How Managing for Chestnut Honey in Turkey Salvages Trees and Lifeways under Increasing Exotic Pest and Disease Pressure


OKAN T., KÖSE C., KÖSE N., AKSOY E. B. , Wall J. R.

HUMAN ECOLOGY, vol.49, no.2, pp.205-216, 2021 (SSCI) identifier identifier

  • Publication Type: Article / Article
  • Volume: 49 Issue: 2
  • Publication Date: 2021
  • Doi Number: 10.1007/s10745-021-00220-5
  • Journal Name: HUMAN ECOLOGY
  • Journal Indexes: Social Sciences Citation Index (SSCI), Scopus, Academic Search Premier, IBZ Online, International Bibliography of Social Sciences, Periodicals Index Online, Agricultural & Environmental Science Database, Anthropological Literature, BIOSIS, CAB Abstracts, Child Development & Adolescent Studies, Environment Index, Geobase, Index Islamicus, Political Science Complete, Public Affairs Index, Social services abstracts, Sociological abstracts, Veterinary Science Database, Worldwide Political Science Abstracts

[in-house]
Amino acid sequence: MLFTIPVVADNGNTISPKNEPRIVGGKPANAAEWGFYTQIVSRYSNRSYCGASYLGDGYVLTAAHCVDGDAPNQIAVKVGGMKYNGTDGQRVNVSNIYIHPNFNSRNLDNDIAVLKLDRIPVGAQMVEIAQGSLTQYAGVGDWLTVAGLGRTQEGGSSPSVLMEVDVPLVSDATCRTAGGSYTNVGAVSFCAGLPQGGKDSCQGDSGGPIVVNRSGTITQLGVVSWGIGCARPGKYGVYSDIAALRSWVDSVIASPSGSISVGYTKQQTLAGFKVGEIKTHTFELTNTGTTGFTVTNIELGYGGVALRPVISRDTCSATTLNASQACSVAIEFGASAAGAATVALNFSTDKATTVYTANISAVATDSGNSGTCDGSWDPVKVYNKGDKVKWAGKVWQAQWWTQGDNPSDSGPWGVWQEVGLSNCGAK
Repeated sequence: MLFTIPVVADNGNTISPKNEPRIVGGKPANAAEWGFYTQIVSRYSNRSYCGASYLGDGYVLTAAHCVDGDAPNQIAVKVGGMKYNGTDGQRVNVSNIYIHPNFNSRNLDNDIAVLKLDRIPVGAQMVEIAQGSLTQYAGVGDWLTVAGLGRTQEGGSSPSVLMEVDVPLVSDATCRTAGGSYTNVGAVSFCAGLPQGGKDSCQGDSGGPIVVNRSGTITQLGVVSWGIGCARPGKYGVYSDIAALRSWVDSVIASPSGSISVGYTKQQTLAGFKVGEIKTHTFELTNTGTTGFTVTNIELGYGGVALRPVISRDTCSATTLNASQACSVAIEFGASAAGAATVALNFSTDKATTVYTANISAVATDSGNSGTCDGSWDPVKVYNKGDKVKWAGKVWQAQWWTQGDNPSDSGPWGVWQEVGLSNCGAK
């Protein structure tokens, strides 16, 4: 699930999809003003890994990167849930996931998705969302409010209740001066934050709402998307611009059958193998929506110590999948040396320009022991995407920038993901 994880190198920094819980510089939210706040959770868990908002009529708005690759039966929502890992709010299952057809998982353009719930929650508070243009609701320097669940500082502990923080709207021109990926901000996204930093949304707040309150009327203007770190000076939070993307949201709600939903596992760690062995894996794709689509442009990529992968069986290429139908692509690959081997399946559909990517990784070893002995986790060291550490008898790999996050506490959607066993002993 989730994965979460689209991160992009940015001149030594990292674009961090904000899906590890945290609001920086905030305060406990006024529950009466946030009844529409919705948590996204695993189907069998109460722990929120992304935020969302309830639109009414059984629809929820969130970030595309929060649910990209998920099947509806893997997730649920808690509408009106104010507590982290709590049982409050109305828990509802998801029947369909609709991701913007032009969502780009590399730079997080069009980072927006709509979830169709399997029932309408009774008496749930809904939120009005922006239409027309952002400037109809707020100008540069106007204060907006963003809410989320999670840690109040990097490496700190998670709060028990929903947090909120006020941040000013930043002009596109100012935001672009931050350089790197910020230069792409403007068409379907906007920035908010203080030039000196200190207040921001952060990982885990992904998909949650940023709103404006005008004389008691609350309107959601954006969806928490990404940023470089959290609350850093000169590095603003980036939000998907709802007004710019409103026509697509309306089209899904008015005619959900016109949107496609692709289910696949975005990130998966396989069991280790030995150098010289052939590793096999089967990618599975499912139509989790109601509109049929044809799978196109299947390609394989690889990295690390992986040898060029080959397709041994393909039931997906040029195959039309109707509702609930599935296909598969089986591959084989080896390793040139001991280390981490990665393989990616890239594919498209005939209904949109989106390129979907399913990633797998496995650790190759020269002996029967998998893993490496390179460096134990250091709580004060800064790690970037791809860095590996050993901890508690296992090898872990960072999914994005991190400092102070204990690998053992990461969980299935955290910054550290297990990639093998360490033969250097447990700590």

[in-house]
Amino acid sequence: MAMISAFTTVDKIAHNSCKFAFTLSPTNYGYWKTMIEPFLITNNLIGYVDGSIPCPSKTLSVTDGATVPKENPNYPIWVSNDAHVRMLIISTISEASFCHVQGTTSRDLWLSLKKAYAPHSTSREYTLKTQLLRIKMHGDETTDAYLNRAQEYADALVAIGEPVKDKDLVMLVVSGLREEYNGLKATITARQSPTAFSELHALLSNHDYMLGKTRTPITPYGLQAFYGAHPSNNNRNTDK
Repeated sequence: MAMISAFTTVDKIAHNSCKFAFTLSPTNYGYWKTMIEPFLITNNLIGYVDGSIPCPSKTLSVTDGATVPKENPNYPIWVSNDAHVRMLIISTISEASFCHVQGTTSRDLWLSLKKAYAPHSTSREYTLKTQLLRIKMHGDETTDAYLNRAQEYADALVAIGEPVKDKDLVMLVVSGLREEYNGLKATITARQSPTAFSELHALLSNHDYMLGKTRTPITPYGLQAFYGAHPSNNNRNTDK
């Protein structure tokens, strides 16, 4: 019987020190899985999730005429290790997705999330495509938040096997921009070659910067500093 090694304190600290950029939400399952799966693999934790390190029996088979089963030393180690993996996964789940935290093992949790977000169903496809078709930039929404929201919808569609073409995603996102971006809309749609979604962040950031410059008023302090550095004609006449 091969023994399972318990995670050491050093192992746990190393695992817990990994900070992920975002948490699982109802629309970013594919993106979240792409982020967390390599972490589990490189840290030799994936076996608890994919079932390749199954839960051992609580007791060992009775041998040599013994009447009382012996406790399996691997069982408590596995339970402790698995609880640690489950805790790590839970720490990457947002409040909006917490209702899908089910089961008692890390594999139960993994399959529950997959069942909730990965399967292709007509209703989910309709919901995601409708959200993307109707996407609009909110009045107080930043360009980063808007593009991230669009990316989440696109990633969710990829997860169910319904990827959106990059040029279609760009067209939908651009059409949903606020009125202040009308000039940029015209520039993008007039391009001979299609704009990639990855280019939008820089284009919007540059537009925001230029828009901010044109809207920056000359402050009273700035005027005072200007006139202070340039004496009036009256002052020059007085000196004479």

• Page Numbers: pp.205-216
  • Keywords: Chestnut trees (Castanea sativa), Global environmental change, Traditional ecological ways of knowing, Non-timber forest products, Honey, Turkey
  • Hacettepe University Affiliated: Yes

Abstract

We utilize a dataset generated by 17 months of fieldwork, including tree health surveys and ethnobotanical questionnaires, to explore a participant-generated hypothesis that coppiced-tree honey collection is eclipsing nut collection as a strategy for the maintenance of chestnut landscapes in the face of increasingly severe pest and disease pressure. We explore this local hypothesis through quantitative analysis of a combined geographic, physiological, and ethnobotanical dataset. We verify participants' hypothesis and forecast relative success for their projected silvicultural strategy based on outcomes from other contexts. Our findings contribute to emerging consensus in mobility ethnobotany and core flora studies that the increase in importance of plant medicinal value occurs under conditions of rapid change and that valued species enjoy heightened ecological protection in new environments. Further, we highlight the importance of "thinking with" the tension of indigeneity and adaptations required to survive extreme and ubiquitous environmental change, including migration and ecological alteration.